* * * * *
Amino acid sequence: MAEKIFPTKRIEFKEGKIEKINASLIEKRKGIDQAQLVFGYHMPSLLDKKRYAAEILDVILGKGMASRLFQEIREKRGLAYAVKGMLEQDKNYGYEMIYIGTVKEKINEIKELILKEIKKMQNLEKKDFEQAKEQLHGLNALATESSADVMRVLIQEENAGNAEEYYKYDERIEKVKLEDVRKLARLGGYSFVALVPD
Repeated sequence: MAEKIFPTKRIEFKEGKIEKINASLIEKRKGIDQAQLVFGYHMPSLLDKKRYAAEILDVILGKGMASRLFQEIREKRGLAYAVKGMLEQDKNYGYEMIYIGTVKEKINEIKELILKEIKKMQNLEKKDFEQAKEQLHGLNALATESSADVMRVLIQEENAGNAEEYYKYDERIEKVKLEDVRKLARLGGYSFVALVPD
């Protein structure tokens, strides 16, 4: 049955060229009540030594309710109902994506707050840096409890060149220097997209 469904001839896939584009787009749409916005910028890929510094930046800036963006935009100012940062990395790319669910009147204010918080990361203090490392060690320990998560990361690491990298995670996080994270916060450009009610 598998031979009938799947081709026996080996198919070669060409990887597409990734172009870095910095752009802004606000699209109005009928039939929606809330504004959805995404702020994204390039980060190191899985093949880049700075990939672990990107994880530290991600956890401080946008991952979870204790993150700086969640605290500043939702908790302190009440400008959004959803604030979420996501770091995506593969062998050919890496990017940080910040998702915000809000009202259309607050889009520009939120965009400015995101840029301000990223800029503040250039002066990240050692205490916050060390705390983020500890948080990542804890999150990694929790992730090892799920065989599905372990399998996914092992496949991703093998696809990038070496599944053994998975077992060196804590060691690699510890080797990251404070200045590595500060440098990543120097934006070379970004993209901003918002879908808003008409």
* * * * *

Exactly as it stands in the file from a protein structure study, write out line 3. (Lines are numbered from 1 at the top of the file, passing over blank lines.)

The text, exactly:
């Protein structure tokens, strides 16, 4: 049955060229009540030594309710109902994506707050840096409890060149220097997209 469904001839896939584009787009749409916005910028890929510094930046800036963006935009100012940062990395790319669910009147204010918080990361203090490392060690320990998560990361690491990298995670996080994270916060450009009610 598998031979009938799947081709026996080996198919070669060409990887597409990734172009870095910095752009802004606000699209109005009928039939929606809330504004959805995404702020994204390039980060190191899985093949880049700075990939672990990107994880530290991600956890401080946008991952979870204790993150700086969640605290500043939702908790302190009440400008959004959803604030979420996501770091995506593969062998050919890496990017940080910040998702915000809000009202259309607050889009520009939120965009400015995101840029301000990223800029503040250039002066990240050692205490916050060390705390983020500890948080990542804890999150990694929790992730090892799920065989599905372990399998996914092992496949991703093998696809990038070496599944053994998975077992060196804590060691690699510890080797990251404070200045590595500060440098990543120097934006070379970004993209901003918002879908808003008409």